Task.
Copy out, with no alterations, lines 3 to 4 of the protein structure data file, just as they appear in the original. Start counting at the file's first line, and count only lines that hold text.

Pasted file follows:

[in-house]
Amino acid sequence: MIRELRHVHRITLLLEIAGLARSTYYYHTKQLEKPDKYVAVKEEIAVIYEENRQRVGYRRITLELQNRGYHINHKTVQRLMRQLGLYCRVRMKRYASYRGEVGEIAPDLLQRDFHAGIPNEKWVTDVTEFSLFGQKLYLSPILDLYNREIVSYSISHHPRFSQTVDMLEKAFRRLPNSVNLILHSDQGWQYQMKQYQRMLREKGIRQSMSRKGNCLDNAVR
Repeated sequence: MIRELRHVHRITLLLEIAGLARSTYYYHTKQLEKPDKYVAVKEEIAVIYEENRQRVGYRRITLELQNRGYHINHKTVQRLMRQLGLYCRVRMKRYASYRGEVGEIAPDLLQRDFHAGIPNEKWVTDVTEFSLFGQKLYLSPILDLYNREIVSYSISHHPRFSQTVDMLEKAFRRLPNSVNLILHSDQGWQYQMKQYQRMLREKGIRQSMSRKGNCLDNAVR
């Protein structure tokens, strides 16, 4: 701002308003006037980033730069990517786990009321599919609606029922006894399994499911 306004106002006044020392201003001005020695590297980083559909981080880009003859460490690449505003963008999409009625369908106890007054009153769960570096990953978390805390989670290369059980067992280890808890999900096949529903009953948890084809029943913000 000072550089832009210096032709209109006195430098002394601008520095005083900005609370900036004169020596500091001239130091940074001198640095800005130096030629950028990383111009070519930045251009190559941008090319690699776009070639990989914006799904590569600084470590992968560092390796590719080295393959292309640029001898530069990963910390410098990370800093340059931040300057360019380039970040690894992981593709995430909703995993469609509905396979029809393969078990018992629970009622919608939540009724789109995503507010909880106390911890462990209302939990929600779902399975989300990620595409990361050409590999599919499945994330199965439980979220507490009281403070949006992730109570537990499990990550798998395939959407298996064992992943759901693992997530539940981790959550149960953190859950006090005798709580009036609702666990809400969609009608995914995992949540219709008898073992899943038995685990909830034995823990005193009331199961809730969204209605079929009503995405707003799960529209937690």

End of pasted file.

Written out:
Repeated sequence: MIRELRHVHRITLLLEIAGLARSTYYYHTKQLEKPDKYVAVKEEIAVIYEENRQRVGYRRITLELQNRGYHINHKTVQRLMRQLGLYCRVRMKRYASYRGEVGEIAPDLLQRDFHAGIPNEKWVTDVTEFSLFGQKLYLSPILDLYNREIVSYSISHHPRFSQTVDMLEKAFRRLPNSVNLILHSDQGWQYQMKQYQRMLREKGIRQSMSRKGNCLDNAVR
């Protein structure tokens, strides 16, 4: 701002308003006037980033730069990517786990009321599919609606029922006894399994499911 306004106002006044020392201003001005020695590297980083559909981080880009003859460490690449505003963008999409009625369908106890007054009153769960570096990953978390805390989670290369059980067992280890808890999900096949529903009953948890084809029943913000 000072550089832009210096032709209109006195430098002394601008520095005083900005609370900036004169020596500091001239130091940074001198640095800005130096030629950028990383111009070519930045251009190559941008090319690699776009070639990989914006799904590569600084470590992968560092390796590719080295393959292309640029001898530069990963910390410098990370800093340059931040300057360019380039970040690894992981593709995430909703995993469609509905396979029809393969078990018992629970009622919608939540009724789109995503507010909880106390911890462990209302939990929600779902399975989300990620595409990361050409590999599919499945994330199965439980979220507490009281403070949006992730109570537990499990990550798998395939959407298996064992992943759901693992997530539940981790959550149960953190859950006090005798709580009036609702666990809400969609009608995914995992949540219709008898073992899943038995685990909830034995823990005193009331199961809730969204209605079929009503995405707003799960529209937690």